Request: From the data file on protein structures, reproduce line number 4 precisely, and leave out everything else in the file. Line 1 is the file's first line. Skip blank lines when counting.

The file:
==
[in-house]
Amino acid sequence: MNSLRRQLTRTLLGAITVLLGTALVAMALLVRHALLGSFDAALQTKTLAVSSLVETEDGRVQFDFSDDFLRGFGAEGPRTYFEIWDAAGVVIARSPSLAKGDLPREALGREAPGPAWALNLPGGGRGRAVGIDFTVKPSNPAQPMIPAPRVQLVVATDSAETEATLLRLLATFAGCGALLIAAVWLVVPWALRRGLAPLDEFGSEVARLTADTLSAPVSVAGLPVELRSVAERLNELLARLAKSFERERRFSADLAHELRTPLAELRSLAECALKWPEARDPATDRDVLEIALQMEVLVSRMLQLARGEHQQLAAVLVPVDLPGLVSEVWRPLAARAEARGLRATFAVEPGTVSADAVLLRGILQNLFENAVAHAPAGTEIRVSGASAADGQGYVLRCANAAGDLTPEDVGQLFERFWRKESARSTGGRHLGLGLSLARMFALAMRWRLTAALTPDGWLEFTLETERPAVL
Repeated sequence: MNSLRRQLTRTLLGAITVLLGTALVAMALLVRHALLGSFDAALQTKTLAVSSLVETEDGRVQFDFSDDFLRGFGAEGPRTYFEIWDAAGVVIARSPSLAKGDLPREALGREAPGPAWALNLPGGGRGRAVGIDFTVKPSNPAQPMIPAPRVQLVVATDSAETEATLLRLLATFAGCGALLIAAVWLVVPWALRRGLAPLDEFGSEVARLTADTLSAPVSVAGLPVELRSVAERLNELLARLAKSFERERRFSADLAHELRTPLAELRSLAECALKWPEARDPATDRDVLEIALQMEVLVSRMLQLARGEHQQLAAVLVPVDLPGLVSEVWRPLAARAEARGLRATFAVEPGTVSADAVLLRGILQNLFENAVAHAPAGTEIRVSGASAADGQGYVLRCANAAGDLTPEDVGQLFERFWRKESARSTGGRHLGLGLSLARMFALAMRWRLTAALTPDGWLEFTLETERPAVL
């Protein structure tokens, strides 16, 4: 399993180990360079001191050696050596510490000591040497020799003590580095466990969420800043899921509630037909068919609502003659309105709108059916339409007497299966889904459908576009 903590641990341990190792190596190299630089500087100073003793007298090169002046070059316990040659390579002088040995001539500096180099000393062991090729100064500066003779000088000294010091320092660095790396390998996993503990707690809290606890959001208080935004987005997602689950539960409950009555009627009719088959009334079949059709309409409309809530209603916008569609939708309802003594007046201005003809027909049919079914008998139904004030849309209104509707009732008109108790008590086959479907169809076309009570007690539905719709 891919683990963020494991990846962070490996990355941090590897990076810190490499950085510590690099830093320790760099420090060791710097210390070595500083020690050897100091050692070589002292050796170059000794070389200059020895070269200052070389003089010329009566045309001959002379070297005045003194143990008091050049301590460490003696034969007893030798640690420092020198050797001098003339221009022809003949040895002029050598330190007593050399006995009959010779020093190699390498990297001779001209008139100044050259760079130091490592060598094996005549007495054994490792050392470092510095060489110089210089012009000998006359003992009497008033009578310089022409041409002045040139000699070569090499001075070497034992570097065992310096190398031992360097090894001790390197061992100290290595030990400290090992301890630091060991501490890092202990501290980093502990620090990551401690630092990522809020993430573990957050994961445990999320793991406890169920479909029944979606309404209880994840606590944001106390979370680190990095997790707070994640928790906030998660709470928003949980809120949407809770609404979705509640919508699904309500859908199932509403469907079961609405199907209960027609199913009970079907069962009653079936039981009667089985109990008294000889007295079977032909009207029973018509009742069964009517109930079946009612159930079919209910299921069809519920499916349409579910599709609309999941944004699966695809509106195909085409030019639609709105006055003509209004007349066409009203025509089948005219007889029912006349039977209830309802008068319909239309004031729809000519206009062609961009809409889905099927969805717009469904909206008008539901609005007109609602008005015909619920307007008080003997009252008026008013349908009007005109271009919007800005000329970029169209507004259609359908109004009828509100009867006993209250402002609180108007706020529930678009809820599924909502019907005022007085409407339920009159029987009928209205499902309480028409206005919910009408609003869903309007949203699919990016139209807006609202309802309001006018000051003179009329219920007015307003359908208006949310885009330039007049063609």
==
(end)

């Protein structure tokens, strides 16, 4: 399993180990360079001191050696050596510490000591040497020799003590580095466990969420800043899921509630037909068919609502003659309105709108059916339409007497299966889904459908576009 903590641990341990190792190596190299630089500087100073003793007298090169002046070059316990040659390579002088040995001539500096180099000393062991090729100064500066003779000088000294010091320092660095790396390998996993503990707690809290606890959001208080935004987005997602689950539960409950009555009627009719088959009334079949059709309409409309809530209603916008569609939708309802003594007046201005003809027909049919079914008998139904004030849309209104509707009732008109108790008590086959479907169809076309009570007690539905719709 891919683990963020494991990846962070490996990355941090590897990076810190490499950085510590690099830093320790760099420090060791710097210390070595500083020690050897100091050692070589002292050796170059000794070389200059020895070269200052070389003089010329009566045309001959002379070297005045003194143990008091050049301590460490003696034969007893030798640690420092020198050797001098003339221009022809003949040895002029050598330190007593050399006995009959010779020093190699390498990297001779001209008139100044050259760079130091490592060598094996005549007495054994490792050392470092510095060489110089210089012009000998006359003992009497008033009578310089022409041409002045040139000699070569090499001075070497034992570097065992310096190398031992360097090894001790390197061992100290290595030990400290090992301890630091060991501490890092202990501290980093502990620090990551401690630092990522809020993430573990957050994961445990999320793991406890169920479909029944979606309404209880994840606590944001106390979370680190990095997790707070994640928790906030998660709470928003949980809120949407809770609404979705509640919508699904309500859908199932509403469907079961609405199907209960027609199913009970079907069962009653079936039981009667089985109990008294000889007295079977032909009207029973018509009742069964009517109930079946009612159930079919209910299921069809519920499916349409579910599709609309999941944004699966695809509106195909085409030019639609709105006055003509209004007349066409009203025509089948005219007889029912006349039977209830309802008068319909239309004031729809000519206009062609961009809409889905099927969805717009469904909206008008539901609005007109609602008005015909619920307007008080003997009252008026008013349908009007005109271009919007800005000329970029169209507004259609359908109004009828509100009867006993209250402002609180108007706020529930678009809820599924909502019907005022007085409407339920009159029987009928209205499902309480028409206005919910009408609003869903309007949203699919990016139209807006609202309802309001006018000051003179009329219920007015307003359908208006949310885009330039007049063609």